New Date! - Polytheism, Monotheism, and the Grey Areas in between

Antioch in the Fourth Century

Raffaella Cribiore (NYU)

In the fourth century CE pagans and Christians belonged to two groups that were not fixed and immutable but were in continuous evolution. The invaluable evidence from the sophist Libanius in Antioch allows us a glimpse at how some people were able to move smoothly in and out of pagan and Christian circles. In his orations Libanius projected the image of official spokesman of paganism that caught the attention of scholars. Yet through his letters it is possible to trace some change in his attitude over the course of his life. While mentions of individual gods occur throughout the orations, all individual gods except Zeus disappear from the late letters, though he continues to refer to the gods as a group. There are also many references to a single theos in both the orations and the letters. We cannot regard these occurrences either as examples of the complete assimilation of God / gods as in earlier centuries or as expressions of deference to Julian or to the Christian court. What one finds in Libanius or in Ammianus is not a restrictively monotheistic conviction but a shift toward a form of monotheism that can consist of the supremacy of one god over other deities or of the absorption of many gods into a single one.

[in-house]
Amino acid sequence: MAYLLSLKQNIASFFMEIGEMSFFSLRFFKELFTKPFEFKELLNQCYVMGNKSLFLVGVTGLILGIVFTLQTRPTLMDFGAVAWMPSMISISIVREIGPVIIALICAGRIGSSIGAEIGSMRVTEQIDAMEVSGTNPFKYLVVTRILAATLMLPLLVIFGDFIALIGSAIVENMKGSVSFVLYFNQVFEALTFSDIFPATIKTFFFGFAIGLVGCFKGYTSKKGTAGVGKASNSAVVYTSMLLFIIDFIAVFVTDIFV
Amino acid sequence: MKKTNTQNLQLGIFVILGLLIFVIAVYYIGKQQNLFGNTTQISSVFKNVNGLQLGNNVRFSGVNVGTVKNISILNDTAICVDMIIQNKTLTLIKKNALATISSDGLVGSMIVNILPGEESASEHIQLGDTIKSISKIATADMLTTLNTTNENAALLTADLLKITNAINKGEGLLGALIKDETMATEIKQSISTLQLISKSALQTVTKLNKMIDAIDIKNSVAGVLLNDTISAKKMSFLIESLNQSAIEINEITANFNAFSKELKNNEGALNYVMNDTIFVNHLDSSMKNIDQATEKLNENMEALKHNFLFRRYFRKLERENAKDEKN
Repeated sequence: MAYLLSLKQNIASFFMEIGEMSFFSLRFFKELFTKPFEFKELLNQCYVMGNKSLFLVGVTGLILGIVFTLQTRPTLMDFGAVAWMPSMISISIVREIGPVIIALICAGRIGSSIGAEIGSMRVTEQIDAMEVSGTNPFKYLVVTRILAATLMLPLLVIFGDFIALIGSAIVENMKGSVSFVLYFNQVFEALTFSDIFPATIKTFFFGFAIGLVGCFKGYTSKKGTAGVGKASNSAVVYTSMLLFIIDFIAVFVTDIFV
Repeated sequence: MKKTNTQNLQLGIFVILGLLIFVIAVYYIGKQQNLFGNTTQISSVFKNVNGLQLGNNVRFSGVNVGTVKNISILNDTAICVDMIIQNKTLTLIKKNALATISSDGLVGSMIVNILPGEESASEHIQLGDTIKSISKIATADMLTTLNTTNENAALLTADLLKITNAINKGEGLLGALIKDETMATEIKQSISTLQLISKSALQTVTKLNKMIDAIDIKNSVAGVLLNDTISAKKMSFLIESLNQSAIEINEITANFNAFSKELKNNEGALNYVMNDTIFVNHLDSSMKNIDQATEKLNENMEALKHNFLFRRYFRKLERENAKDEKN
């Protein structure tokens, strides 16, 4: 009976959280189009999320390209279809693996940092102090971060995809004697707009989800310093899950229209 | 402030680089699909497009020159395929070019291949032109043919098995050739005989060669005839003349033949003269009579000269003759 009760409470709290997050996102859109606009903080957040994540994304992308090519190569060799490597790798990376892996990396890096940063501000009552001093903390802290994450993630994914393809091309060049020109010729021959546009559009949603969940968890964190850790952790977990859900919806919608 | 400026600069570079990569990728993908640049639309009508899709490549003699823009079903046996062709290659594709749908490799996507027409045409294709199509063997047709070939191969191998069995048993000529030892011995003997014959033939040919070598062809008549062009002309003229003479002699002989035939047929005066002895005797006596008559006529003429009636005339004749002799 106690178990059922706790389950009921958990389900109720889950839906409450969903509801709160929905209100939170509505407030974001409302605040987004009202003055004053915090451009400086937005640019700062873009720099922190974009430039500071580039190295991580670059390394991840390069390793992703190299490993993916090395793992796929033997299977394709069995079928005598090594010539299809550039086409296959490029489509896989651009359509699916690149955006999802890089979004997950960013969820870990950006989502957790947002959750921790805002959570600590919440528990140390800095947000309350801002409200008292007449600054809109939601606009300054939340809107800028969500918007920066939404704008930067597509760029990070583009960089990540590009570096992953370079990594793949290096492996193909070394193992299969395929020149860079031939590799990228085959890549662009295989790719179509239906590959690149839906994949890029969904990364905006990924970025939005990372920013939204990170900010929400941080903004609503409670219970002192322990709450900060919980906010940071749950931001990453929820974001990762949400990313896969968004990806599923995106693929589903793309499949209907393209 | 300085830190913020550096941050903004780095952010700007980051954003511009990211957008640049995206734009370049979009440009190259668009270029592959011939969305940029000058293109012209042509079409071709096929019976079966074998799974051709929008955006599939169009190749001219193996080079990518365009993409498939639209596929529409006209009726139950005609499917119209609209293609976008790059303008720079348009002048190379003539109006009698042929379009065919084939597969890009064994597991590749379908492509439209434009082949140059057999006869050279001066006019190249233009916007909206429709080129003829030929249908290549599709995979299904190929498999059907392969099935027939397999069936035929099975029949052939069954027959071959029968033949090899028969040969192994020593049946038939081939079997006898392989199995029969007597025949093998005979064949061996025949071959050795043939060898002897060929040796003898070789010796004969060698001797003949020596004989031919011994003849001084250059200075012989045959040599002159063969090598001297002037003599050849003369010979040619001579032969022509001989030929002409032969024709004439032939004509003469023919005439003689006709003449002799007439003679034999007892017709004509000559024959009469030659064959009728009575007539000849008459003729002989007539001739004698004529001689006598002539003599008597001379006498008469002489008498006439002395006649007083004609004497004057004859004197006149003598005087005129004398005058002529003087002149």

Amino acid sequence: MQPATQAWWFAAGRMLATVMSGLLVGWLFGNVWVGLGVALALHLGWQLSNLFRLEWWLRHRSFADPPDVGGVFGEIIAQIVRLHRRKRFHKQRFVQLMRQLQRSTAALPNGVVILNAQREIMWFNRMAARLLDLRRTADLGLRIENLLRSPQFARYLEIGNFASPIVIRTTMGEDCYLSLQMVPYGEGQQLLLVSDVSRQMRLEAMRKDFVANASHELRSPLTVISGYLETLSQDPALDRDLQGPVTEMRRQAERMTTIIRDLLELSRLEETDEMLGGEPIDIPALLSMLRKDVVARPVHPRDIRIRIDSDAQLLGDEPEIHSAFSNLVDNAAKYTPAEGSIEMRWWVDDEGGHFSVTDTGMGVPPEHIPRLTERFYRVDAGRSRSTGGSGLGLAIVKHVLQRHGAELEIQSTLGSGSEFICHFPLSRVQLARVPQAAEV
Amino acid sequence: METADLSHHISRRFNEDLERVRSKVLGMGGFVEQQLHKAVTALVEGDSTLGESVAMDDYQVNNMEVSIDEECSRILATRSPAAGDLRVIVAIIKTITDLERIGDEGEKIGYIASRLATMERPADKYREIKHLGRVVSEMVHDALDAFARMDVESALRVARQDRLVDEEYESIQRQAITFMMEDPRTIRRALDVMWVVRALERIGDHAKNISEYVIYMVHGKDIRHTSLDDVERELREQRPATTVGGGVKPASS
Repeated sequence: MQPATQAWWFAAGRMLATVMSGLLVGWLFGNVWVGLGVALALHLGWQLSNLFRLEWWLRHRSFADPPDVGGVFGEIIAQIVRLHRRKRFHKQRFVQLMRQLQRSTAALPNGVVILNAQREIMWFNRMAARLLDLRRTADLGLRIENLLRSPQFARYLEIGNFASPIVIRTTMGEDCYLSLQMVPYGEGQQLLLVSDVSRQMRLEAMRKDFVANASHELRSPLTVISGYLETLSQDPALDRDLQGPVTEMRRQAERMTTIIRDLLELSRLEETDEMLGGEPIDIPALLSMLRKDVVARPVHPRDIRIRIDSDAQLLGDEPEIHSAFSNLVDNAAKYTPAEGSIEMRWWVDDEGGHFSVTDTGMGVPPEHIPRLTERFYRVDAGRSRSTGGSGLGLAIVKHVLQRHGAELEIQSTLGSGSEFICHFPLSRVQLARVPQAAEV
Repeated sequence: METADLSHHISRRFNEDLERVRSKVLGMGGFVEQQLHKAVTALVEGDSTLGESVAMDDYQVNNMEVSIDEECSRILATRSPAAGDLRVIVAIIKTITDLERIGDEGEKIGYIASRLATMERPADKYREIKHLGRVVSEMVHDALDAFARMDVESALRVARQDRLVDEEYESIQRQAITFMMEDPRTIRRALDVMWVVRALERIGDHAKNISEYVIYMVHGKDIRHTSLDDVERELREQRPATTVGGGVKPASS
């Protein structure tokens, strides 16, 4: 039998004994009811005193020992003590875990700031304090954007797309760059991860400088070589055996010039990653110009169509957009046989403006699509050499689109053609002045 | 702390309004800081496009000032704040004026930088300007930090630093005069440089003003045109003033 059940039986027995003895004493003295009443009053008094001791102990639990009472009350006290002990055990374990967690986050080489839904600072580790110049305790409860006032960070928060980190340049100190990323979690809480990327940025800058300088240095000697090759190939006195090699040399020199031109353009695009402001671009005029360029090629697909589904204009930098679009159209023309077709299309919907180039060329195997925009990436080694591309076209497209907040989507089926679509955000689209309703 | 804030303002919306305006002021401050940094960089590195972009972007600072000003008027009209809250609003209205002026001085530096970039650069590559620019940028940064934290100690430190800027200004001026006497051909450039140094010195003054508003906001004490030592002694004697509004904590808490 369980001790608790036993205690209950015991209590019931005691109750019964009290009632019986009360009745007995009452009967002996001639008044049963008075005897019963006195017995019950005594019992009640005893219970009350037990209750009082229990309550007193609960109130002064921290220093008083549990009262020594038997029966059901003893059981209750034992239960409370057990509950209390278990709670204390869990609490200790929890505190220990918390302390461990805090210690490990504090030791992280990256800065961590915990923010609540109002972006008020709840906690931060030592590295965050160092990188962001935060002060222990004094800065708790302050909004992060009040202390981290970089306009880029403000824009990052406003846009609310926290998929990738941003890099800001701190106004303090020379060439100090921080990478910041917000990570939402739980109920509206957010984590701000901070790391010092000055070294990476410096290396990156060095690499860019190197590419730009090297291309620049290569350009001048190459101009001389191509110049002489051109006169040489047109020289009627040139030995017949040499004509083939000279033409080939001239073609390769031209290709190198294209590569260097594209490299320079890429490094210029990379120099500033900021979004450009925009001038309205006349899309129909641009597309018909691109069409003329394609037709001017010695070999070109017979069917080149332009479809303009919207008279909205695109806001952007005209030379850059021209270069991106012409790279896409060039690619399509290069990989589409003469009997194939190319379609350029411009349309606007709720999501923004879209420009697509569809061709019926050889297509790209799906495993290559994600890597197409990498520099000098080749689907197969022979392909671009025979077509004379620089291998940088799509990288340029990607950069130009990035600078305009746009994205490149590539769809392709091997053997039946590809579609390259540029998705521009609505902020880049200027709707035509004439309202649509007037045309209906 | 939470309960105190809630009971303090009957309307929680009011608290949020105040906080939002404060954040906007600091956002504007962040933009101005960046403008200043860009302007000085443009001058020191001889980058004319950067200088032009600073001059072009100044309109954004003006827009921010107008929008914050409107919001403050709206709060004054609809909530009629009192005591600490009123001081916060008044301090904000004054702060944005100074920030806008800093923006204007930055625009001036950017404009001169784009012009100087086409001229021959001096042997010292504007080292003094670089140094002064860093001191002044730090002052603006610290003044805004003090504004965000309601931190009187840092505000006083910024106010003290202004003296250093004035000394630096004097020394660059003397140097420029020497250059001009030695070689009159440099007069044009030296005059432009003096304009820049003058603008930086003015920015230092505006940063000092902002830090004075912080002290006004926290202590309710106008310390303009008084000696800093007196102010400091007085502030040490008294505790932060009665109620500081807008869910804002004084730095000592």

A specialist in education in the Greek and Roman worlds, papyrology, and ancient rhetoric, Raffaella Cribiore has joined NYU as a Professor in the Department of Classics. She was previously at Columbia University where she was Curator of Papyri in the Rare Book and Manuscript Library and an adjunct professor in the Department of Classics. She has written three books on ancient education: Writing, Teachers and Students in Graeco-Roman Egypt (Atlanta 1996); Gymnastics of the Mind: Greek Education in Hellenistic and Roman Egypt (Princeton 2001), which won the prestigious Goodwin Award of the American Philological Association in 2004; and The School of Libanius in Late Antique Antioch (Princeton 2007). She also coauthored with R.S. Bagnall the book Women’s Letters in Ancient Egypt: 300 BC-AD 800 (Ann Arbor 2006). She was a member of the Institute for Advanced Study in Princeton in 2004 and has written ca. 40 articles, primarily on ancient education.

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